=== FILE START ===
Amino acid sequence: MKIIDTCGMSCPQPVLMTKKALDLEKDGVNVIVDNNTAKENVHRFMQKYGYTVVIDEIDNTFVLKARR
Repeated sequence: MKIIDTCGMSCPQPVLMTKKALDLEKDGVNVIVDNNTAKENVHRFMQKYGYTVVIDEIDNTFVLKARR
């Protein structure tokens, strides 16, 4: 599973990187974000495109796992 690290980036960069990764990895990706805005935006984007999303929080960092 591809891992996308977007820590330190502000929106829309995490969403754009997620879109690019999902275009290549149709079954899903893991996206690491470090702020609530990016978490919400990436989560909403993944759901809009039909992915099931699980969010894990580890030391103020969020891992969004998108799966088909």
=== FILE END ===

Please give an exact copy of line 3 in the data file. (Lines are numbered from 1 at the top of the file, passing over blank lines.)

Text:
């Protein structure tokens, strides 16, 4: 599973990187974000495109796992 690290980036960069990764990895990706805005935006984007999303929080960092 591809891992996308977007820590330190502000929106829309995490969403754009997620879109690019999902275009290549149709079954899903893991996206690491470090702020609530990016978490919400990436989560909403993944759901809009039909992915099931699980969010894990580890030391103020969020891992969004998108799966088909």